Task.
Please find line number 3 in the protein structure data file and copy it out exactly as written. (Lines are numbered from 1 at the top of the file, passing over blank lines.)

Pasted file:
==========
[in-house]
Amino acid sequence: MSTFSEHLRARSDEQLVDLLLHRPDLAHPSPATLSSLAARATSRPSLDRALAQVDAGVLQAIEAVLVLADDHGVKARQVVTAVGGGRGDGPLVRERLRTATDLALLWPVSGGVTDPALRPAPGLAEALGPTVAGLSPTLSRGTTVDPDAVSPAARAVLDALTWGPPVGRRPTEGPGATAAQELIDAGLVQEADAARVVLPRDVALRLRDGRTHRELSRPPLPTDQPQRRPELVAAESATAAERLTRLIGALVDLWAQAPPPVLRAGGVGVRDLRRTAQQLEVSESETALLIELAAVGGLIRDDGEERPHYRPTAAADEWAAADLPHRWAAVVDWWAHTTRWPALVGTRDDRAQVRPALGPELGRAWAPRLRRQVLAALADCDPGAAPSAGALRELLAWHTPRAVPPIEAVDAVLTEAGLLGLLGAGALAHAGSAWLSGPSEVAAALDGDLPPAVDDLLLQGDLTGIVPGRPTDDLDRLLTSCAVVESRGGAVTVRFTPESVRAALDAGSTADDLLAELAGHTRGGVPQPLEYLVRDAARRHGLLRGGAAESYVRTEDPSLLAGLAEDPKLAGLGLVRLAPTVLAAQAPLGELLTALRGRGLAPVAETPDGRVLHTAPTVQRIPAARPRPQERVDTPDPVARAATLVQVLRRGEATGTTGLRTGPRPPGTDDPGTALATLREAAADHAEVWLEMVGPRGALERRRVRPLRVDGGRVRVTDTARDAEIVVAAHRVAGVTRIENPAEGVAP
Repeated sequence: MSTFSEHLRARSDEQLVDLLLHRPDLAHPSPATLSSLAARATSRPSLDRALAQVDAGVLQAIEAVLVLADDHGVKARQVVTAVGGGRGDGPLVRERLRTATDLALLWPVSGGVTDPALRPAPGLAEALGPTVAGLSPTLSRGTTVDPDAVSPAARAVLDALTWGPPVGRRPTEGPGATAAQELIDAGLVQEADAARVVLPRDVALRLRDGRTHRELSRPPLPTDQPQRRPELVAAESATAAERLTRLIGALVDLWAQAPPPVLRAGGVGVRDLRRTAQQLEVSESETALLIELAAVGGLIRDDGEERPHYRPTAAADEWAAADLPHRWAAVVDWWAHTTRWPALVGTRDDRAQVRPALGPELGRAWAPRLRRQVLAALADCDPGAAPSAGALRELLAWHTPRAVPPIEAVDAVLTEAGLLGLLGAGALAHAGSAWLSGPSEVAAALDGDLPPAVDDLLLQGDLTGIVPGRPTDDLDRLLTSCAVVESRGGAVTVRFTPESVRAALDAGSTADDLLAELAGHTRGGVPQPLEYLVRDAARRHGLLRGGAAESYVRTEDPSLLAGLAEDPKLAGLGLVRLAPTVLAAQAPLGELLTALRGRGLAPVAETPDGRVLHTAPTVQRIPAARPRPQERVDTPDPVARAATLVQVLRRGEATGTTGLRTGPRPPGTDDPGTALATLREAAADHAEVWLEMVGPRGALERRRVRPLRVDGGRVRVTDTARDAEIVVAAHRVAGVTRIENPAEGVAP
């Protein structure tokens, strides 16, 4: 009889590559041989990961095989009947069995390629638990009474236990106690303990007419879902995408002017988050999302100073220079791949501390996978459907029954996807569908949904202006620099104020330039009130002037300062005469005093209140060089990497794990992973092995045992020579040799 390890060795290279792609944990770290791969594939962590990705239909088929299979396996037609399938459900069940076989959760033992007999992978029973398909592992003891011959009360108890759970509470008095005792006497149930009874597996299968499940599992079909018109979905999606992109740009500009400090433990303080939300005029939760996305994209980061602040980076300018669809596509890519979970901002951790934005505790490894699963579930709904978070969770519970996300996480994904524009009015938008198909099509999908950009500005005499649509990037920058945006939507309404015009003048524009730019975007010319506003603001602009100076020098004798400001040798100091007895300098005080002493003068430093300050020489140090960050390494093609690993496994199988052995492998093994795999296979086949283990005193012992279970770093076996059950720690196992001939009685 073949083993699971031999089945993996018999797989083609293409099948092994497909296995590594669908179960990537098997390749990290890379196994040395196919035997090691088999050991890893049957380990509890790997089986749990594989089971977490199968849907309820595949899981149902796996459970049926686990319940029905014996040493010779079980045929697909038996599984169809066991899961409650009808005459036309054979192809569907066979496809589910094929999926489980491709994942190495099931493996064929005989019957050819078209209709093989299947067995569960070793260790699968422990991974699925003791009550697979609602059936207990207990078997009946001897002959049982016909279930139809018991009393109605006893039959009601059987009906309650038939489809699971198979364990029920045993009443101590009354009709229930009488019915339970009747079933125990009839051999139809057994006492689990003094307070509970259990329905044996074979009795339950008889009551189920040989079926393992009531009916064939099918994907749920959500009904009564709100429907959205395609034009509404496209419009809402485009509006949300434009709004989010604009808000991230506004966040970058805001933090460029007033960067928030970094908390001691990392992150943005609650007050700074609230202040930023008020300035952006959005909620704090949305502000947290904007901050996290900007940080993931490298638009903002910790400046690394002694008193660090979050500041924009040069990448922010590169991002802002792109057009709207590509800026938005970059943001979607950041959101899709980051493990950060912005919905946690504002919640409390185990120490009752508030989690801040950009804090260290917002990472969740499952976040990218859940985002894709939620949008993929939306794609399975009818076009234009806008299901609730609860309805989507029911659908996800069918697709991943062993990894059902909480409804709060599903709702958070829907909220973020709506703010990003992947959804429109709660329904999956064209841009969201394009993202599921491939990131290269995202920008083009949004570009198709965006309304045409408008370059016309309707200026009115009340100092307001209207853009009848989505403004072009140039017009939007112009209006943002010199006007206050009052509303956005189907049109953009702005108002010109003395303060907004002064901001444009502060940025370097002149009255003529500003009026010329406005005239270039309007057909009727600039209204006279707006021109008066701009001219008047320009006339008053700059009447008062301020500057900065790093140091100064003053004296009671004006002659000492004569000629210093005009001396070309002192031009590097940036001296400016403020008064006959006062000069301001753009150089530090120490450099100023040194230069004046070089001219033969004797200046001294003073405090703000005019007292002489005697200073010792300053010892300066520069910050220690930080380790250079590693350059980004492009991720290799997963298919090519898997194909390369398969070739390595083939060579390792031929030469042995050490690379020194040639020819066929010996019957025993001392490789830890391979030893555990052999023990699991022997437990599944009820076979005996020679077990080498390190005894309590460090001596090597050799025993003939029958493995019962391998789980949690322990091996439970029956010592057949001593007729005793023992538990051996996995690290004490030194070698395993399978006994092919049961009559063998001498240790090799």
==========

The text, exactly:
Repeated sequence: MSTFSEHLRARSDEQLVDLLLHRPDLAHPSPATLSSLAARATSRPSLDRALAQVDAGVLQAIEAVLVLADDHGVKARQVVTAVGGGRGDGPLVRERLRTATDLALLWPVSGGVTDPALRPAPGLAEALGPTVAGLSPTLSRGTTVDPDAVSPAARAVLDALTWGPPVGRRPTEGPGATAAQELIDAGLVQEADAARVVLPRDVALRLRDGRTHRELSRPPLPTDQPQRRPELVAAESATAAERLTRLIGALVDLWAQAPPPVLRAGGVGVRDLRRTAQQLEVSESETALLIELAAVGGLIRDDGEERPHYRPTAAADEWAAADLPHRWAAVVDWWAHTTRWPALVGTRDDRAQVRPALGPELGRAWAPRLRRQVLAALADCDPGAAPSAGALRELLAWHTPRAVPPIEAVDAVLTEAGLLGLLGAGALAHAGSAWLSGPSEVAAALDGDLPPAVDDLLLQGDLTGIVPGRPTDDLDRLLTSCAVVESRGGAVTVRFTPESVRAALDAGSTADDLLAELAGHTRGGVPQPLEYLVRDAARRHGLLRGGAAESYVRTEDPSLLAGLAEDPKLAGLGLVRLAPTVLAAQAPLGELLTALRGRGLAPVAETPDGRVLHTAPTVQRIPAARPRPQERVDTPDPVARAATLVQVLRRGEATGTTGLRTGPRPPGTDDPGTALATLREAAADHAEVWLEMVGPRGALERRRVRPLRVDGGRVRVTDTARDAEIVVAAHRVAGVTRIENPAEGVAP